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Former major league outfielder Yasiel Puig has decided to withdraw his agreement to plead guilty to a charge of lying to federal agents investigating an illegal gambling operation. Puig is changing his plea to not guilty because of “significant new evidence,” according to a statement from his attorneys in Los Angeles. The former All-Star with the Los Angeles Dodgers says he wants to clear his name and he never should have agreed to plead guilty to a crime he didn't commit. Puig's lawyer says he had untreated mental-health issues and did not have his own interpreter or criminal legal counsel with him for his interview via Zoom with federal investigators in January.

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New Jersey gambling regulators have fined Caesars Sportsbook for wrongly refusing to pay out over $27,000 to a gambler who made winning bets on an international hockey game last year. The dispute involved whether goals scored in overtime should count in determining whether bets are winners or losers. It's the same type of pitfall many soccer bettors may soon face during soccer’s World Cup tournament, where bets are usually graded based on what happens during regular time. The state Division of Gambling Enforcement fined Caesars $500 for wrongly insisting that the man’s hockey bets were losers.

New Jersey’s casinos, horse tracks that offer sports betting, and the online partners of both types of gambling outlets won over $445 million in October. That's a decline of less than 1% from the same period a year earlier. The news Thursday for the most important metric for the Atlantic City casino industry was mixed. Money won from in-person gamblers at the casinos fell by over 7% from a year earlier, but had surpassed the level of Oct. 2019, before the coronavirus pandemic hit. Four casinos _ Borgata, Hard Rock, Ocean and Resorts _ had higher in-person revenue last month than they did in Oct. 2019.

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A statement from Yasiel Puig's agent says the former major league outfielder did not have a criminal attorney with him and felt compromised partly because of his mental health issues at an interview with federal agents investigating an illegal gambling operation. The U.S. Department of Justice announced Monday that Puig, 31, will plead guilty to lying at that interview. Court documents say he has agreed to plead guilty to one count of making false statements and after doing so could face up to five years in federal prison. He also agreed to pay a fine of at least $55,000. Puig’s agent, Lisette Carnet, says the former Dodgers star was not a member of a gambling ring, did not bet on baseball and has not been charged with illegal gambling.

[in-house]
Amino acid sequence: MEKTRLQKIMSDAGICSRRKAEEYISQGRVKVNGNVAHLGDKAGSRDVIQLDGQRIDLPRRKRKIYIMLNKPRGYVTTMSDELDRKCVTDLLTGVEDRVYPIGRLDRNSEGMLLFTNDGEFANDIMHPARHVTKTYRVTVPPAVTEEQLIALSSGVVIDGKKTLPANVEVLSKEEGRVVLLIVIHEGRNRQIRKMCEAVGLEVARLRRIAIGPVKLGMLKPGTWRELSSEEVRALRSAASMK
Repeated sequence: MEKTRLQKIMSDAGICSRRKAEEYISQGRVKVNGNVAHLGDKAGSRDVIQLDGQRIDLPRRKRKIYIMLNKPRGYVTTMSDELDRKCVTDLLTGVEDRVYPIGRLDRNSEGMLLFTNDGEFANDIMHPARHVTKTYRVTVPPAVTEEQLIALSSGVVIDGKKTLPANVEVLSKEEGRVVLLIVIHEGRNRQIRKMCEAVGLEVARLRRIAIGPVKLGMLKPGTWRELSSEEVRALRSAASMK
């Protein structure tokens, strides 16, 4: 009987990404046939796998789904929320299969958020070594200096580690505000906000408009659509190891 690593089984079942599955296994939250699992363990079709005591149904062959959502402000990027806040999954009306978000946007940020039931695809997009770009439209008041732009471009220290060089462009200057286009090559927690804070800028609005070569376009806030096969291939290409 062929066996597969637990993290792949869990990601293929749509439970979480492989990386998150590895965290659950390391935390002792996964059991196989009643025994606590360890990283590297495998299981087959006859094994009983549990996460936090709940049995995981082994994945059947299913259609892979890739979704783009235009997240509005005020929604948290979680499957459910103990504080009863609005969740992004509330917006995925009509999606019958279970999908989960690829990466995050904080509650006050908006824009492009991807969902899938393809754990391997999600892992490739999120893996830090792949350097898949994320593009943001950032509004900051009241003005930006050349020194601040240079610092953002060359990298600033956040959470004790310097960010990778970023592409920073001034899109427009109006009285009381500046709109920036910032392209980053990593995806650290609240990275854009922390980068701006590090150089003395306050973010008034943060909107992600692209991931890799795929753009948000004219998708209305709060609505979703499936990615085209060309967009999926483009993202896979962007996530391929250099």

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Americans will bet $1.8 billion on the World Cup this year, according to the casino industry’s national trade group. The American Gaming Association estimates that 20.5 million American adults plan to bet on the biggest soccer tournament in the world, legally or otherwise. The survey is the organization’s first for World Cup betting. This World Cup is the first to be held while legal sports betting is widespread in America. The U.S. was the top choice to win at 24%, followed by Brazil at 19%, Argentina at 17% and Germany at 10%.

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Authorities say former Major League Baseball outfielder Yasiel Puig will plead guilty to lying to federal agents investigating an illegal sports gambling operation. The U.S. Department of Justice announced Monday that Puig acknowledged in unsealed court documents that he denied betting on the operation when in fact he made hundreds of bets in 2019.  Puig played six seasons with the Dodgers, where he earned an All-Star selection in 2014. He played for the Cincinnati Reds and the Cleveland Indians in 2019 before becoming a free agent and last year signed a million-dollar contract with a South Korean team.

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Competing measures to allow sports gambling in California have lost big despite the most expensive ballot question races in U.S. history. About $460 million was raised to sway voters in competing efforts by Native American tribes and the gaming industry to try to capture a potential billion dollar market in the nation’s most populous state. The dueling measures would have allowed either sports betting at tribal casinos and horse tracks or on mobile devices and online. But California voters did not want a piece of that action. The amount raised more than double what Uber, Lyft and other app-based ride and delivery services spent in 2020 to prevent drivers from becoming employees.

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Residents of Nebraska have approved a new photo identification requirement for future elections. The measure was one of several decided Tuesday that could affect the way votes are cast in the next presidential election. Arkansas voters defeated a proposed constitutional amendment that would have raised the threshold to pass future ballot initiatives. A proposal to expand early voting passed in Connecticut and was leading in Michigan. The measures were among 130 state ballot issues. Others touched on contentious policies such as abortion rights, marijuana legalization, gun rights and gambling.

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